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Facing down a bad year

How seriously will the stock market weakness affect US pension funds’ assets? Trustees, actuaries and advisers are trying to figure this out. After such a long period of fat returns, 2000 is the first year US defined benefit (DB) plans have missed their annual investment goals, usually ranging from 7–9.5%. That’s not surprising, giving that they invest an average of 60% of their assets in domestic equities and the Standard & Poor’s 500 index was down 9.09% over the year at December 31.
But things could be even worse if you take into account also the growth of their liabilities, according to an analysis by Ryan Labs, a New York- based research and consulting company. It was not only US pension funds’ assets that had negative growth for 2000: an average –2.5%, based on traditional weights of their asset allocations (60% in domestic equities, 5% in international equities, 30% in bonds, and 5% in cash) and on performance of these assets (–9.09% S&P500, –13.87% MS EAFE, +11.63% Lehman index, +6.31% three-month Treasury Bill).
In addition, liabilities grew an average 25.96%, based on the Ryan Labs Liability Index, the first in the US. “Liabilities are to be priced as a high quality zero-coupon bond portfolio, where each liability is priced at market interest rates. That means liabilities have total return growth behaviour, ” says Ryan Labs, which goes on to ask: “If a five-year average duration index (Lehman) grew at 11.63 % in 2000, wouldn’t a longer bond portfolio grow more?” The Liability Index created by Ryan Labs has an average duration of 15.5 years, a proxy for the average pension plan. Its growth in 2000 was an astonishing 25.96%, due to interest rates being lowered.
Liability growth plus asset growth, means the average pension fund lost 28.46% last year. Ryan Labs concludes: “Asset/liability ratios will now be radically adjusted. Surplus mined pensions may now find themselves in a deficit position if surplus was less than 28%.”
Other bad years – according to Ryan Labs – were 1989, 1992, 1993 and 1995, but 2000 results were the worst since 1987 and could force some plans to start asking for contributions, after a long period of “contribution holidays”. For the first time in many years, many private corporations could see earnings cut because of pension expenses, while they used to profit from pensions’ overfunding.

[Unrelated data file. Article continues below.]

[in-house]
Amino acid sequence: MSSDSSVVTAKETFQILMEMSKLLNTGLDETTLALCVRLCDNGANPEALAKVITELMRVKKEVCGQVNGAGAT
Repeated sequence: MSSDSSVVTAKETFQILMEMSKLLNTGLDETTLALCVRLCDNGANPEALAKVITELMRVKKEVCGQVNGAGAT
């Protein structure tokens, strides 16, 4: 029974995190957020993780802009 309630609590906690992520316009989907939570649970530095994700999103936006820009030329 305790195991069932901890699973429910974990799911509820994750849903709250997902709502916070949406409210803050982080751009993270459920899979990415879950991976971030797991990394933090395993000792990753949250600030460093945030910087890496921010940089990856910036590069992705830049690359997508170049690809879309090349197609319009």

The first big company reporting this kind of problem was aerospace group Northrop Grumman Corp, which said recently that its 2001 earnings (estimated by analysts at $9.15 a share) could drop by 45 cents a share, because of its pension plan’s declining assets.
Many smaller pension funds are likely to face bigger troubles: they could have to increase their contribution levels, if they find themselves below break-even levels.
Not all consultants agree that the situation is so bad. Frank Russell, for example, declared to the Dow Jones Newswires that its average client had a 30% surplus in his fund at the end of 1999 and that pension funds’ liabilities shrank last year, due to many changes in the plans. So their financial positions actually improved and they are still in a very well-funded situation.
Actuaries at William M Mercer Investment Consulting point out that many companies use spreading techniques to amortise the impact of declining pension assets over a period of years.
On the other hand, most large pension funds look like they are not worried about the current stock market weakness and will stick to their long-term investment strategies. The New York State Teachers’ Retirement System ($80bn (e85bn) assets), for example, which invests 60% of its assets in domestic stocks, sits confidently on a 16.5% annual return earned in the last five years or 13.7% annual return for the past 10 years. So, even if the results don’t meet its annual actuarial target of 8%, the fund’s managers claim they are not concerned.
A similar feeling comes from other pension plans, like the Sacramento pension fund ($100bn assets), which earned 13.4%in the 12 months ended June 1999 or the Florida state fund ($95bn), which had a return of 8.84% for the 12 months ended October 1999.

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